National Australia Bank chairman Michael Chaney has backed the financial system inquiry's move to create a stronger financial system by having banks hold more capital to provide a bigger buffer against a crisis.
In comments to the bank's annual general meeting in Brisbane on Thursday morning, Mr Chaney said David Murray's inquiry "has been a necessary and important process and we fully support initiatives that create a more efficient and stronger financial system".
He told shareholders the inquiry process was not over and NAB continues to be actively involved in the debate.
"We believe our balance sheet strength positions us well to meet regulatory changes and we look forward to continuing to work with government and regulators to ensure Australia continues to enjoy the benefits of a world class financial system while avoiding impediments to economic growth," he said in his prepared remarks.
In response to a question from the floor about the impact the report will have on the bank, Mr Chaney said: "We will all be effected by the outcome of the Murray report, but we don't see it as something of concern to us, because we are very well capitalised, and our insurance and super businesses are running in an ethical and straightforward way. We are in good shape."
"I think it is a very good report," Mr Chaney said.
The comments suggest NAB may be less aggressive than some of its competitors in opposing the Murray report. Last Friday, Westpac chairman Lindsay Maxsted criticised the inquiry for not devoting enough attention to how Australia funded itself over the economic cycle.
Mr Chaney described 2014 as a year of "mixed fortunes" for NAB shareholders. Australian and New Zealand operations "performed well" but additional provisions for conduct-related charges in the UK reduced full-year profit.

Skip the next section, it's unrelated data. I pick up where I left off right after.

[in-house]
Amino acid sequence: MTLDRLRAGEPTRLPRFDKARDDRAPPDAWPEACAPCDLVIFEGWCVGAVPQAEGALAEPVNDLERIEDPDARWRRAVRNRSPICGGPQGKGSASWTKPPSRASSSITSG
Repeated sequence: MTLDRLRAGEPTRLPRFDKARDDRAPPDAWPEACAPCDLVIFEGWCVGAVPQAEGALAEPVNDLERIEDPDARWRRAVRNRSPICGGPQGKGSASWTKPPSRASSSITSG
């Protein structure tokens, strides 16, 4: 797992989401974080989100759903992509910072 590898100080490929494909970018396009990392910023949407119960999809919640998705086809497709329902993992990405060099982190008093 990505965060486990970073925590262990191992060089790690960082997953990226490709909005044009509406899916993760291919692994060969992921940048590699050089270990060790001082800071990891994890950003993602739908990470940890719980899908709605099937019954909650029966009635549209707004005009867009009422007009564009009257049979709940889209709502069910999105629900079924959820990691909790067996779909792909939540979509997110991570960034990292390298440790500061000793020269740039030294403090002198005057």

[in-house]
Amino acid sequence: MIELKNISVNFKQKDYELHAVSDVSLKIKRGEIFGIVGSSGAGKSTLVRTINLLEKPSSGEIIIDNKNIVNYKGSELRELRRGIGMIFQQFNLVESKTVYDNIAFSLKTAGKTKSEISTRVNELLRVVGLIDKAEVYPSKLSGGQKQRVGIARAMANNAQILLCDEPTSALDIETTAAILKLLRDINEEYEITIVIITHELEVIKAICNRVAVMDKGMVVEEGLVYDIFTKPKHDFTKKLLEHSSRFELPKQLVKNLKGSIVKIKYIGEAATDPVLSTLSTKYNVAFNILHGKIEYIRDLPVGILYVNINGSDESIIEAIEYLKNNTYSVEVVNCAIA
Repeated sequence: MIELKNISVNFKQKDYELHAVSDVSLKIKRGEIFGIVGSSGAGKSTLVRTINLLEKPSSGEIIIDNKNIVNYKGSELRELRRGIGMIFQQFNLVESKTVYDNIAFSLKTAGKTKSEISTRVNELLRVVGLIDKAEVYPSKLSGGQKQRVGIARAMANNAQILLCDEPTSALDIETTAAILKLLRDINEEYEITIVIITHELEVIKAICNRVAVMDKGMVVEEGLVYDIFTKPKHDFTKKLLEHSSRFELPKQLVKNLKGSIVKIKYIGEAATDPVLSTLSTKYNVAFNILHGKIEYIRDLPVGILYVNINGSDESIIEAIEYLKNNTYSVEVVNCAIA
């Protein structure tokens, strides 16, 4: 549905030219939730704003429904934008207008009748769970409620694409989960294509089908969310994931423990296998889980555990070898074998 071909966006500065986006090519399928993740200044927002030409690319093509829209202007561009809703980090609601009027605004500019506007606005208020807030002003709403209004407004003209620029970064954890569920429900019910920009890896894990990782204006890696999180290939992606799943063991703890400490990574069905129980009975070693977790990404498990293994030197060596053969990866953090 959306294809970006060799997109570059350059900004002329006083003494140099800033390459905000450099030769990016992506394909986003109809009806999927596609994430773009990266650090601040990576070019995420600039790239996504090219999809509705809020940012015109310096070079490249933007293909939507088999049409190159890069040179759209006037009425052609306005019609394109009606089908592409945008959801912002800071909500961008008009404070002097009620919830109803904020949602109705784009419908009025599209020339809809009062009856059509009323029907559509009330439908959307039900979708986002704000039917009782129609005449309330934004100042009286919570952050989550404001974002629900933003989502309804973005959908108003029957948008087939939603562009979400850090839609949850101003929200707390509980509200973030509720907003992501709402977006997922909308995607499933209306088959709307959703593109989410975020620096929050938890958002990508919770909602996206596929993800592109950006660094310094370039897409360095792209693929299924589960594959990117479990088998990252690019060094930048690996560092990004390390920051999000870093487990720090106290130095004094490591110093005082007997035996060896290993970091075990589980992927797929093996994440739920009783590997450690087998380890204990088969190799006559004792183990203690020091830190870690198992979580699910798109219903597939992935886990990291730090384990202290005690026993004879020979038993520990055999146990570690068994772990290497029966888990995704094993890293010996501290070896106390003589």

"All UK banks have experienced these conduct issues but it is disappointing nevertheless," he said.
"Dealing with the bank's legacy issues remains a priority for the board and management. We continue to look for opportunities to exit the UK banks and are now looking at a broader range of options."
With speculation swirling for much of the year that NAB will seek to sell its wealth division or part of the MLC life insurance business, Mr Chaney said it was pleasing NAB Wealth had increased its profits during 2014. However, "returns in this business are still below acceptable levels and we are considering options to improve them."
With NAB having disposed in late October of a 32 per cent interest in Great Western Bank in the US via an initial public offering, Mr Chaney said NAB expected to be able to sell the remaining 68 per cent over the next 12 to 18 months, subject to market conditions.
One shareholder complained that over the nine years of Mr Chaney's tenure, the bank's shares were trading at the same level while Commonwealth Bank of Australia's market value doubled, describing the directors as "flock of docile sheep".
Mr Chaney said the orientation of the bank towards business banking had hurt it in terms of relative returns, but "in my view, the board and management have done what they have needed to do to help this bank be profitable...and in Australia our ROE [return on equity] is right up there with the other banks."
He also defended the directors, saying they possessed "a steely determination to do well in the future".
Thursday's AGM is the first with Andrew Thorburn as CEO. Mr Thorburn told the meeting the bank's performance had not met expectations.
"I acknowledge that our financial performance has not been at the level you – or we – desire, and our leadership team and our people are focused on driving better results," he said.
Mr Thorburn said while the Australian economy is growing, "we recognise that confidence remains an issue for consumers and – increasingly – the business community."
Directors John Thorn and Geoff Tomlinson retire from the board after the meeting.
Mr Chaney thanked former CEO Cameron Clyne, who retired in August, for his "exceptional" leadership over 5 ½ years.
Mr Clyne "took on the role during the global financial crisis and steered the bank through what was a very challenging period. It was also a time during which the bank underwent significant cultural and structural changes," Mr Chaney said.